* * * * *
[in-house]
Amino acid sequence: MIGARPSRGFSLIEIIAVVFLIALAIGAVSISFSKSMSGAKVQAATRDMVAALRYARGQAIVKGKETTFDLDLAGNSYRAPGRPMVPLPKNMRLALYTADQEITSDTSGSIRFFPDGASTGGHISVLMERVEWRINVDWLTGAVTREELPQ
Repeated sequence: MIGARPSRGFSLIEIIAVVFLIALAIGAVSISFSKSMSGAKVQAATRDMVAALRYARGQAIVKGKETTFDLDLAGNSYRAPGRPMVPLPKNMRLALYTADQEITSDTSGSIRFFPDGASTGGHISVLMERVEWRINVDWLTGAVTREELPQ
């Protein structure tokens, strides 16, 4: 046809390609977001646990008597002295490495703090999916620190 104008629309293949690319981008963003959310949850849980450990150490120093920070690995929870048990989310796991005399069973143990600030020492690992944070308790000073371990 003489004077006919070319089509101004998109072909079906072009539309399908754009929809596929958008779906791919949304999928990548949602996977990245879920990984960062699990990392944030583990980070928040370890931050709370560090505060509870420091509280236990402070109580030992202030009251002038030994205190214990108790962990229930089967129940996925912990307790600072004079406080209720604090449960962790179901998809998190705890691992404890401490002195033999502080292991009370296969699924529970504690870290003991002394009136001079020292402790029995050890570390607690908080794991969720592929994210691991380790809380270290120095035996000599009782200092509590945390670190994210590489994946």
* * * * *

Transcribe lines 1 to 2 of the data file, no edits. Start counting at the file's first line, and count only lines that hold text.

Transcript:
[in-house]
Amino acid sequence: MIGARPSRGFSLIEIIAVVFLIALAIGAVSISFSKSMSGAKVQAATRDMVAALRYARGQAIVKGKETTFDLDLAGNSYRAPGRPMVPLPKNMRLALYTADQEITSDTSGSIRFFPDGASTGGHISVLMERVEWRINVDWLTGAVTREELPQ